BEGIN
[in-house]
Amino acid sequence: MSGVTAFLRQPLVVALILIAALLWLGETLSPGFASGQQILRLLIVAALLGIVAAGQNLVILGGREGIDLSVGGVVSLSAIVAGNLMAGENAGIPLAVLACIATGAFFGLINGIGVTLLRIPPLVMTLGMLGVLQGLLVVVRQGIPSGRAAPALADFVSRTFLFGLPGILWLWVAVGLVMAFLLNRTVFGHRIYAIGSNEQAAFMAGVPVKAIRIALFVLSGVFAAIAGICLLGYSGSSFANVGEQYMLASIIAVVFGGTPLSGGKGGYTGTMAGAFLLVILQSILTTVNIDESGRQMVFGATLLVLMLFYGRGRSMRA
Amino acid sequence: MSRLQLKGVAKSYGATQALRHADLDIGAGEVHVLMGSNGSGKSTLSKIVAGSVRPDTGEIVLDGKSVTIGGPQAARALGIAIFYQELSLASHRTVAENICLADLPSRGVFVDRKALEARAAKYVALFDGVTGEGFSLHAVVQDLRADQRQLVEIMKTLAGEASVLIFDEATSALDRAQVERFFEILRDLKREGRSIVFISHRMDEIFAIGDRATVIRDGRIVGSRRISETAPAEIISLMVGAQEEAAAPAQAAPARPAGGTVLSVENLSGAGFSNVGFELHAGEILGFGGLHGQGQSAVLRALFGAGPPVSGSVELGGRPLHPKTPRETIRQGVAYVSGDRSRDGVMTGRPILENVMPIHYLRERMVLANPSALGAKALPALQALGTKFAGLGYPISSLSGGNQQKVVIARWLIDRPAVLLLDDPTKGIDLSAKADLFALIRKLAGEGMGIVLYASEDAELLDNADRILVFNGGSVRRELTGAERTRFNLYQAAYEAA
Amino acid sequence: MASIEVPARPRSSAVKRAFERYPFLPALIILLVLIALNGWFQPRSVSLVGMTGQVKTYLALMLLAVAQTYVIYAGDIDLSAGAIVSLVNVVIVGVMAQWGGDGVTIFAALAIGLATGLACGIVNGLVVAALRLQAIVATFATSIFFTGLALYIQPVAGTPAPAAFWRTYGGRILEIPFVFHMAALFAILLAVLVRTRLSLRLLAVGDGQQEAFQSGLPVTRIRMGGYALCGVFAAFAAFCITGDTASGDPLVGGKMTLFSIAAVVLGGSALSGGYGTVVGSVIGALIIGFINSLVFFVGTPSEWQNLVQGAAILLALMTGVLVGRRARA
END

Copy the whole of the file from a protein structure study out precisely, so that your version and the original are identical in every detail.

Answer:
[in-house]
Amino acid sequence: MSGVTAFLRQPLVVALILIAALLWLGETLSPGFASGQQILRLLIVAALLGIVAAGQNLVILGGREGIDLSVGGVVSLSAIVAGNLMAGENAGIPLAVLACIATGAFFGLINGIGVTLLRIPPLVMTLGMLGVLQGLLVVVRQGIPSGRAAPALADFVSRTFLFGLPGILWLWVAVGLVMAFLLNRTVFGHRIYAIGSNEQAAFMAGVPVKAIRIALFVLSGVFAAIAGICLLGYSGSSFANVGEQYMLASIIAVVFGGTPLSGGKGGYTGTMAGAFLLVILQSILTTVNIDESGRQMVFGATLLVLMLFYGRGRSMRA
Amino acid sequence: MSRLQLKGVAKSYGATQALRHADLDIGAGEVHVLMGSNGSGKSTLSKIVAGSVRPDTGEIVLDGKSVTIGGPQAARALGIAIFYQELSLASHRTVAENICLADLPSRGVFVDRKALEARAAKYVALFDGVTGEGFSLHAVVQDLRADQRQLVEIMKTLAGEASVLIFDEATSALDRAQVERFFEILRDLKREGRSIVFISHRMDEIFAIGDRATVIRDGRIVGSRRISETAPAEIISLMVGAQEEAAAPAQAAPARPAGGTVLSVENLSGAGFSNVGFELHAGEILGFGGLHGQGQSAVLRALFGAGPPVSGSVELGGRPLHPKTPRETIRQGVAYVSGDRSRDGVMTGRPILENVMPIHYLRERMVLANPSALGAKALPALQALGTKFAGLGYPISSLSGGNQQKVVIARWLIDRPAVLLLDDPTKGIDLSAKADLFALIRKLAGEGMGIVLYASEDAELLDNADRILVFNGGSVRRELTGAERTRFNLYQAAYEAA
Amino acid sequence: MASIEVPARPRSSAVKRAFERYPFLPALIILLVLIALNGWFQPRSVSLVGMTGQVKTYLALMLLAVAQTYVIYAGDIDLSAGAIVSLVNVVIVGVMAQWGGDGVTIFAALAIGLATGLACGIVNGLVVAALRLQAIVATFATSIFFTGLALYIQPVAGTPAPAAFWRTYGGRILEIPFVFHMAALFAILLAVLVRTRLSLRLLAVGDGQQEAFQSGLPVTRIRMGGYALCGVFAAFAAFCITGDTASGDPLVGGKMTLFSIAAVVLGGSALSGGYGTVVGSVIGALIIGFINSLVFFVGTPSEWQNLVQGAAILLALMTGVLVGRRARA